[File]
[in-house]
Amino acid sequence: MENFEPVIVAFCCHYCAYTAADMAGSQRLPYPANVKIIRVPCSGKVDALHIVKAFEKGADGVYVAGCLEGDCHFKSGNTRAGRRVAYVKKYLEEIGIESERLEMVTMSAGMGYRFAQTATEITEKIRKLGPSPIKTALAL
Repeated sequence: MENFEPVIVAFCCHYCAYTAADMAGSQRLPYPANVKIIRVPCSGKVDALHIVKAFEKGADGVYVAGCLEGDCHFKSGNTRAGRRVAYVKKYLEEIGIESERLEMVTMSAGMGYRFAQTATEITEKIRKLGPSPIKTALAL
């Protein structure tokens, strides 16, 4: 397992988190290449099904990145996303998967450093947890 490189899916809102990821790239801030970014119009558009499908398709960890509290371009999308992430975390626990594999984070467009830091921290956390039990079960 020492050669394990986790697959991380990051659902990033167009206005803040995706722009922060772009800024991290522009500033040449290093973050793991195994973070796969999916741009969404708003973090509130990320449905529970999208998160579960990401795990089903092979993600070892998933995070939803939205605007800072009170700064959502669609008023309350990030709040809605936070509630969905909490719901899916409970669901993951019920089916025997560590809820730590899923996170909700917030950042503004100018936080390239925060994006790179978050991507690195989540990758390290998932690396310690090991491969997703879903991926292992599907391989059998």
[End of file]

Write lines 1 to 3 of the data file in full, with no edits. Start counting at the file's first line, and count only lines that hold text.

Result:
[in-house]
Amino acid sequence: MENFEPVIVAFCCHYCAYTAADMAGSQRLPYPANVKIIRVPCSGKVDALHIVKAFEKGADGVYVAGCLEGDCHFKSGNTRAGRRVAYVKKYLEEIGIESERLEMVTMSAGMGYRFAQTATEITEKIRKLGPSPIKTALAL
Repeated sequence: MENFEPVIVAFCCHYCAYTAADMAGSQRLPYPANVKIIRVPCSGKVDALHIVKAFEKGADGVYVAGCLEGDCHFKSGNTRAGRRVAYVKKYLEEIGIESERLEMVTMSAGMGYRFAQTATEITEKIRKLGPSPIKTALAL